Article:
Vanadium Supplementation in the Treatment of Type 2 Diabetes Mellitus
Vanadium Supplementation in the Treatment of Type 2 Diabetes Mellitus
By Dónal P. O’Mathúna, PhD
More than 10 million Americans have diabetes mellitus, and close to a million new cases are diagnosed each year.1 More than 90% of these cases are of Type 2 diabetes. Dietary changes are essential to control diabetic symptoms and to avoid the many secondary complications, such as atherosclerosis, cataracts, hypertension, and renal failure. As obesity and sedentary lifestyles proliferate and the population ages, some researchers are warning that diabetes has now reached epidemic proportions.1
Vanadium is an element named after Vanadis, the Scandinavian goddess of beauty, youth, and luster. Vanadium usually is not alleged to bring such blessings, but it has generated interest as a dietary supplement to prevent or treat Type 2 diabetes. Some athletes take vanadium as a performance-enhancing agent, though controlled research does not supported these claims.2 Vanadium is found in many foods, particularly in mushrooms, parsley, dill, and black pepper.3 Vanadium also occurs in many ores and crude petroleum from the Middle East and the Gulf of Mexico, from which it is extracted and purified.4 Animal research generated much enthusiasm about vanadium’s potential in treating diabetes mellitus, but the results from human studies have not been as encouraging.
Vanadium is one of several elements found in ultratrace amounts in humans. Although distributed throughout the body, adults on average have approximately 100 mcg.5 Vanadium exists predominantly in ionic form, with various charges ranging from -1 to +5. The most common form found to have biological activity is the +4 ion, also known as vanadium(IV), or vanadyl.6 The +5 form is called vanadate. Because of its ionic charge, vanadium always is found as an inorganic salt or complexed with organic ligands.7 Ongoing research is attempting to develop a ligand or chelated form that maximizes absorption, since most orally ingested vanadium is not absorbed.8
Debate continues as to whether vanadium is essential in humans. Several mammalian species appear to require it for optimal growth.5 To date, the biochemical role of vanadium has eluded researchers.
Numerous animal studies since the 1980s have demonstrated that vanadium reverses the symptoms of diabetes and insulin resistance in in vitro and animal models of Type 1 and Type 2 diabetes.9 Several secondary complications of diabetes also have been reversed in animal models.
Vanadium has been reported to mimic the many effects of insulin in several tissues in laboratory and animal models.10 Common measures of vanadium’s insulin-like actions are demonstrated reduction in serum glucose levels and increased lipogenesis.6
Mechanism of Action
Insulin interacts with cell receptors to activate several other enzymes through phosphorylation reactions. Vanadium’s insulin-like actions initially were believed to occur by preventing the inactivation of the enzymes that insulin activated.10 However, more recent studies have found conflicting results, and vanadium now is believed to work in part by stimulating an insulin-independent phosphorylating mechanism. However, this only partly explains vanadium’s mechanism of action, much of which remains to be determined.
Given the successes in animal trials, human trials of vanadium were begun in the mid-1990s. All published studies have been conducted with very few subjects.
The earliest study (published twice) gave 125 mg/d sodium metavanadate to 10 subjects, five with Type 1 diabetes and five with Type 2.11,12 After two weeks of supplementation, two of the five Type 1 diabetic patients showed improved glucose utilization, but the group as a whole showed no significant changes. Average daily insulin requirements decreased by 14% (P < 0.05). All Type 2 diabetic patients showed improved insulin sensitivity traced to increased peripheral glucose uptake (P = 0.05). No changes occurred in mean blood glucose levels or dose of oral hypoglycemic agents. Both groups had reduced serum cholesterol levels (P < 0.05).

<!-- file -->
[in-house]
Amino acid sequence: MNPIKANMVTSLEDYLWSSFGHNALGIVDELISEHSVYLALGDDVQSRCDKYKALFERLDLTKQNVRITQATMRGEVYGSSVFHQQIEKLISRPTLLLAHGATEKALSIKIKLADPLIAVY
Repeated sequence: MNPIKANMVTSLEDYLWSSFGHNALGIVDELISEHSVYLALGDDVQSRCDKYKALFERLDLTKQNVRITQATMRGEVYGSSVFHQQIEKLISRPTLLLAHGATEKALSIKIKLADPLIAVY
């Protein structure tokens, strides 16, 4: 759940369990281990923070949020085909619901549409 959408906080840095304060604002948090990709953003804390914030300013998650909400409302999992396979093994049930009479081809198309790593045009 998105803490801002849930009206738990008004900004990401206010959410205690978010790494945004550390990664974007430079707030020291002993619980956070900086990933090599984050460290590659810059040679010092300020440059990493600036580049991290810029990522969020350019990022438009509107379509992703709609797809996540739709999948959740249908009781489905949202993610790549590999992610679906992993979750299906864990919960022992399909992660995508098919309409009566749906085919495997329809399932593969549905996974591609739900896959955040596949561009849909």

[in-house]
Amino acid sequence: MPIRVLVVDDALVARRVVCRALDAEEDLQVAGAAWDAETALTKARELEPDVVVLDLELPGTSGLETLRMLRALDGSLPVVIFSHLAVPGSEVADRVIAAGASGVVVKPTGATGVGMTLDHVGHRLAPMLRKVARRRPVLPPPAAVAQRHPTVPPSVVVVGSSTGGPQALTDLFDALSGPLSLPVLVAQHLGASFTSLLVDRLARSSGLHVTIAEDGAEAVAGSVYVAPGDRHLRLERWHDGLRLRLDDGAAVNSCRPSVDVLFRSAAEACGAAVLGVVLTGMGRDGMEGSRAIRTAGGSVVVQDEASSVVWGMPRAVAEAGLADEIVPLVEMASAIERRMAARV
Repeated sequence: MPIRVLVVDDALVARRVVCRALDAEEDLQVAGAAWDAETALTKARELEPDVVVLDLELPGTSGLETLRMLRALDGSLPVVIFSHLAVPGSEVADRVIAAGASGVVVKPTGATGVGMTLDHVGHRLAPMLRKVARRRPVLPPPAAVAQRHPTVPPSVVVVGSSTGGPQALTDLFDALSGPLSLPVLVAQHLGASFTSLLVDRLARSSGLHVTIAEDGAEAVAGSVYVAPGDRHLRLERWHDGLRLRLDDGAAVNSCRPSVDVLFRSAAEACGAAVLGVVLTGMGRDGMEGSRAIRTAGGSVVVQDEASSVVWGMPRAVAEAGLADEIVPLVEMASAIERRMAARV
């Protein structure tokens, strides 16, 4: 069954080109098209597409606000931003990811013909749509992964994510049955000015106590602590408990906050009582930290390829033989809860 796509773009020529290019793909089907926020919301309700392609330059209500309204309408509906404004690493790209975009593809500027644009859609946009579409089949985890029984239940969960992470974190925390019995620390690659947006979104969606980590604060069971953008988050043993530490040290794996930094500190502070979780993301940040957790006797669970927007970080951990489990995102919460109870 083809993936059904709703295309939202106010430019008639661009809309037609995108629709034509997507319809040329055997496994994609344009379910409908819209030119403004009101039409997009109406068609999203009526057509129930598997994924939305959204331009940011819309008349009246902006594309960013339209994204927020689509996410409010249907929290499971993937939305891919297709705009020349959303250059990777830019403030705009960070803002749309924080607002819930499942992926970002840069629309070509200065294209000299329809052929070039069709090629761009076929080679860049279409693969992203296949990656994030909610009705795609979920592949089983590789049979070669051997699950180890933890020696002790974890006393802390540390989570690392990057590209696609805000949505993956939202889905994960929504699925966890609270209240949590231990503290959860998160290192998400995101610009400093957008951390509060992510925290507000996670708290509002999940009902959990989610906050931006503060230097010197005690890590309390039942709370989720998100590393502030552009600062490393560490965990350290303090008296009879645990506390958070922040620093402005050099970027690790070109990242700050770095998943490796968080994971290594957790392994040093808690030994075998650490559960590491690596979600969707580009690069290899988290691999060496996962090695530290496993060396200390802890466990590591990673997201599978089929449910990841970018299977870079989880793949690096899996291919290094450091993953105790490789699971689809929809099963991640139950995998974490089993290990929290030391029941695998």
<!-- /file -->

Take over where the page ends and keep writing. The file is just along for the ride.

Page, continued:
The only other study of Type 1 diabetes gave five subjects 100 mg/d vanadyl sulfate for three weeks.13 No changes in insulin dose, weight, or appetite were reported, nor were there any changes in various measures of glucose and lipid metabolism.
In a single-blind study, six subjects with stable Type 2 diabetes received vanadyl sulfate (100 mg/d) for three weeks.14 They took a placebo for two weeks, vanadyl sulfate for three weeks, and then placebo for two weeks. Fasting plasma glucose levels were significantly lower after vanadium supplementation (210 mg/dL to 181 mg/dL; P < 0.05). HbA1c levels dropped from 9.7% to 8.8% (P < 0.002). The glucose and HbA1c levels remained lower during the second period taking placebo. No significant changes occurred in appetite, concomitant drug therapy, body weight, blood pressure, or serum lipids.
Another study compared the effect of vanadyl sulfate (100 mg/d) on six non-diabetic, obese subjects and seven Type 2 diabetic subjects.15 However, data from five of the diabetic patients were reported in the previous study, which had the same overall design.14 The non-diabetic patients had no change in plasma glucose, insulin, or HbA1c levels after vanadium supplementation.15 The diabetic patients had lower levels of plasma glucose (12.3 mmol.L to 10.6 mmol/L; P < 0.01) and HbA1c (9.4% to 8.8%; P < 0.01) following vanadium supplementation. Neither group reported changes in body weight, appetite, or liver and kidney function tests. A small but significant reduction in cholesterol occurred in the diabetic patients (5.25 mmol/L to 4.94 mmol/L; P < 0.05).
A single-blind study gave eight patients with Type 2 diabetes 100 mg/d vanadyl sulfate for four weeks.16 Following a 2-4 week break, six of the subjects received a placebo for four weeks, followed by the same meta-bolic tests. Over the course of vanadium supplementation, fasting plasma glucose decreased significantly (9.3 mmol/L to 7.4 mmol/L; P < 0.05) but was unchanged during placebo treatment. No significant differences in lipid levels or metabolism were detected.